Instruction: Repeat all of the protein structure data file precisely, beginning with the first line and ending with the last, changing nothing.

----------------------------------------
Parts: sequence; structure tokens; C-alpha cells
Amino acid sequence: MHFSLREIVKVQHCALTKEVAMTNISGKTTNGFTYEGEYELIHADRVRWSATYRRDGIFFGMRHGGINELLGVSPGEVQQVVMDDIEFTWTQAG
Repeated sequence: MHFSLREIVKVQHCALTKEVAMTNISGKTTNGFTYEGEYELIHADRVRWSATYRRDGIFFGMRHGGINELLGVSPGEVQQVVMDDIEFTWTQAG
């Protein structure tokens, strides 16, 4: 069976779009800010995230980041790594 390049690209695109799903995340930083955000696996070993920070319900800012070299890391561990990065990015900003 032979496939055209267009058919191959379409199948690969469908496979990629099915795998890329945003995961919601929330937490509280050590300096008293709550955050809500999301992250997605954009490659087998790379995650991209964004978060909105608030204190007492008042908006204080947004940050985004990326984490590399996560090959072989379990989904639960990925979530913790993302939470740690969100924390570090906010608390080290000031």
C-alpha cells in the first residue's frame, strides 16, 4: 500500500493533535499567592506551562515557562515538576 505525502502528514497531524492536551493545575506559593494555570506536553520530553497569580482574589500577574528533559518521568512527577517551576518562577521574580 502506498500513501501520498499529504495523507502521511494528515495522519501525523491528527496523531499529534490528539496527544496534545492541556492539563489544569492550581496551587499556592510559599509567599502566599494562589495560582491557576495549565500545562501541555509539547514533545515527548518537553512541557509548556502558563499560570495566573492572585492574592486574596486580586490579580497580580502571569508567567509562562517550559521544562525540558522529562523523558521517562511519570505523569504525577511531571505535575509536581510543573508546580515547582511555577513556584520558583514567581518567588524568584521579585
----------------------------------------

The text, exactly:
Parts: sequence; structure tokens; C-alpha cells
Amino acid sequence: MHFSLREIVKVQHCALTKEVAMTNISGKTTNGFTYEGEYELIHADRVRWSATYRRDGIFFGMRHGGINELLGVSPGEVQQVVMDDIEFTWTQAG
Repeated sequence: MHFSLREIVKVQHCALTKEVAMTNISGKTTNGFTYEGEYELIHADRVRWSATYRRDGIFFGMRHGGINELLGVSPGEVQQVVMDDIEFTWTQAG
């Protein structure tokens, strides 16, 4: 069976779009800010995230980041790594 390049690209695109799903995340930083955000696996070993920070319900800012070299890391561990990065990015900003 032979496939055209267009058919191959379409199948690969469908496979990629099915795998890329945003995961919601929330937490509280050590300096008293709550955050809500999301992250997605954009490659087998790379995650991209964004978060909105608030204190007492008042908006204080947004940050985004990326984490590399996560090959072989379990989904639960990925979530913790993302939470740690969100924390570090906010608390080290000031």
C-alpha cells in the first residue's frame, strides 16, 4: 500500500493533535499567592506551562515557562515538576 505525502502528514497531524492536551493545575506559593494555570506536553520530553497569580482574589500577574528533559518521568512527577517551576518562577521574580 502506498500513501501520498499529504495523507502521511494528515495522519501525523491528527496523531499529534490528539496527544496534545492541556492539563489544569492550581496551587499556592510559599509567599502566599494562589495560582491557576495549565500545562501541555509539547514533545515527548518537553512541557509548556502558563499560570495566573492572585492574592486574596486580586490579580497580580502571569508567567509562562517550559521544562525540558522529562523523558521517562511519570505523569504525577511531571505535575509536581510543573508546580515547582511555577513556584520558583514567581518567588524568584521579585